they come off them are too much for them, so they want to continue
to take the drug. So it is either to feel good or to stop feeling
bad. It is really simple. Most people want to continue to feel
good, so in any using population there is only a minority who
want treatment at any one time. We need to get it out of our heads
this idea that everyone who is hooked on drugs wants to get off
them. A lot of people who smoke tobacco just continue to smoke,
they are not anxious to seek treatment all the time. The Home
Office will tell you that the important thing about having the
criminal justice system in place is that people can access treatment
through it, and that is true, but if you throw most of your treatment
money through the criminal justice system, that is where it will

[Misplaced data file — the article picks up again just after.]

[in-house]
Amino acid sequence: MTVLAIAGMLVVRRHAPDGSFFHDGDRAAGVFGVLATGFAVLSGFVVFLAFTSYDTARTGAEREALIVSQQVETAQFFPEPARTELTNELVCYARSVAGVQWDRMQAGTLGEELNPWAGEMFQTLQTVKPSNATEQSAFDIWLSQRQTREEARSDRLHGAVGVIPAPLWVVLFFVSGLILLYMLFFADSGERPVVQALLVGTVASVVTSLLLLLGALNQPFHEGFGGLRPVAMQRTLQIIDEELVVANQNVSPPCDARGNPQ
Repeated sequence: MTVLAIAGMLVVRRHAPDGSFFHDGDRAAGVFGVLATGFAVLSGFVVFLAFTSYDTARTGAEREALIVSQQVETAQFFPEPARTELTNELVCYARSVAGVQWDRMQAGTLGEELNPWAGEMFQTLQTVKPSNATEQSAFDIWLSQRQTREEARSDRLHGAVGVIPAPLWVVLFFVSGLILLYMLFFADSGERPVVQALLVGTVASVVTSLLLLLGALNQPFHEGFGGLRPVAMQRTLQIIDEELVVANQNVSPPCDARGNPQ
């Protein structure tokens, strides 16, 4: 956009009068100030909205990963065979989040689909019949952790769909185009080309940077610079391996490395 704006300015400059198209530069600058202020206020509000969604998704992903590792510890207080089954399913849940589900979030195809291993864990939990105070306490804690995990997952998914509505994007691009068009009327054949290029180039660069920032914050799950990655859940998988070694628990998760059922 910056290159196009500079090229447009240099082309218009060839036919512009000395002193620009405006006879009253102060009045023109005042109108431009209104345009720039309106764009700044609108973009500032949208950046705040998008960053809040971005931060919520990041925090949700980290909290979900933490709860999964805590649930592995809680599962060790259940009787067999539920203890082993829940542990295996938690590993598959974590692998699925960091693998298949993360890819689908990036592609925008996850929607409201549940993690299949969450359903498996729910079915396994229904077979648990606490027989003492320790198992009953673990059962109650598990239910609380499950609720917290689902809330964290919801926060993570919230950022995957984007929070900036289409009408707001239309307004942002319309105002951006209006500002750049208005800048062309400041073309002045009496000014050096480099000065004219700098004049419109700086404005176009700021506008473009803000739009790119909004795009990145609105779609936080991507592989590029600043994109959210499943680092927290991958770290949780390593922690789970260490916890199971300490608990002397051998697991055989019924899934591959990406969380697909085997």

be. If you prohibit drugs, people will be inclined to go through
those systems. If you provide it before they get in trouble with
the law, they will access it then and they will not come out robbing
our cars and houses.
257. In your earlier evidence, Mr Evans, you
made the point that the Angel Group wanted to see reform and a
change of policy, and that would probably be decriminalisation
(Mr Evans) Legalisation.
258. But then you said, quite frankly, what
a difficult job this was for all of us and governments of any
complexion. Have you any advice on how we set off on that journey?
(Mr Evans) It would be nice to set off on the journey.
It is a matter of talking about it and talking about all the evils
of the present regime. The present regime is an appalling catalogue
of indignity to our young people, of inhumanity and insensitivity
to our children, and the creation of appalling risks to our children.
259. We understand all that.
(Mr Evans) We have to talk about it. The answer is,
you have to talk about it.